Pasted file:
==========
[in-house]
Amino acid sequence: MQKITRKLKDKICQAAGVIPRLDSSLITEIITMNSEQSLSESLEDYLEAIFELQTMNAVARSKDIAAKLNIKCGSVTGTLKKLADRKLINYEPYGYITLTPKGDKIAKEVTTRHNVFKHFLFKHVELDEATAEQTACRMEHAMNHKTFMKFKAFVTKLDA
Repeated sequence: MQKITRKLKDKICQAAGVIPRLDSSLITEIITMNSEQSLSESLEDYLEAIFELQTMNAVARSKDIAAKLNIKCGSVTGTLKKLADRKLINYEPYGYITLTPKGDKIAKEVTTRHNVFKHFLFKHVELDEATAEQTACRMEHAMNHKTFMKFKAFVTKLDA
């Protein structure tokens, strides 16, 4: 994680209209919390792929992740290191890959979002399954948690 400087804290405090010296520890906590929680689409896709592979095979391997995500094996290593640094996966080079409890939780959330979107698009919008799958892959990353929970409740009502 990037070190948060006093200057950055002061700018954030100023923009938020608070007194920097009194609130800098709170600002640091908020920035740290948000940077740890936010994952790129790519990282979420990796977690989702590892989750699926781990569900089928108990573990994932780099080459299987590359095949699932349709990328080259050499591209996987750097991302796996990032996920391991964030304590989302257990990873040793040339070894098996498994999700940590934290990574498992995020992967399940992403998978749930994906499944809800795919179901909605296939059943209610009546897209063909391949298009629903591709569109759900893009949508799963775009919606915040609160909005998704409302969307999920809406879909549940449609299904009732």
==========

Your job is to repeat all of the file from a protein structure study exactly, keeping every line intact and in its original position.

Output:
[in-house]
Amino acid sequence: MQKITRKLKDKICQAAGVIPRLDSSLITEIITMNSEQSLSESLEDYLEAIFELQTMNAVARSKDIAAKLNIKCGSVTGTLKKLADRKLINYEPYGYITLTPKGDKIAKEVTTRHNVFKHFLFKHVELDEATAEQTACRMEHAMNHKTFMKFKAFVTKLDA
Repeated sequence: MQKITRKLKDKICQAAGVIPRLDSSLITEIITMNSEQSLSESLEDYLEAIFELQTMNAVARSKDIAAKLNIKCGSVTGTLKKLADRKLINYEPYGYITLTPKGDKIAKEVTTRHNVFKHFLFKHVELDEATAEQTACRMEHAMNHKTFMKFKAFVTKLDA
């Protein structure tokens, strides 16, 4: 994680209209919390792929992740290191890959979002399954948690 400087804290405090010296520890906590929680689409896709592979095979391997995500094996290593640094996966080079409890939780959330979107698009919008799958892959990353929970409740009502 990037070190948060006093200057950055002061700018954030100023923009938020608070007194920097009194609130800098709170600002640091908020920035740290948000940077740890936010994952790129790519990282979420990796977690989702590892989750699926781990569900089928108990573990994932780099080459299987590359095949699932349709990328080259050499591209996987750097991302796996990032996920391991964030304590989302257990990873040793040339070894098996498994999700940590934290990574498992995020992967399940992403998978749930994906499944809800795919179901909605296939059943209610009546897209063909391949298009629903591709569109759900893009949508799963775009919606915040609160909005998704409302969307999920809406879909549940449609299904009732």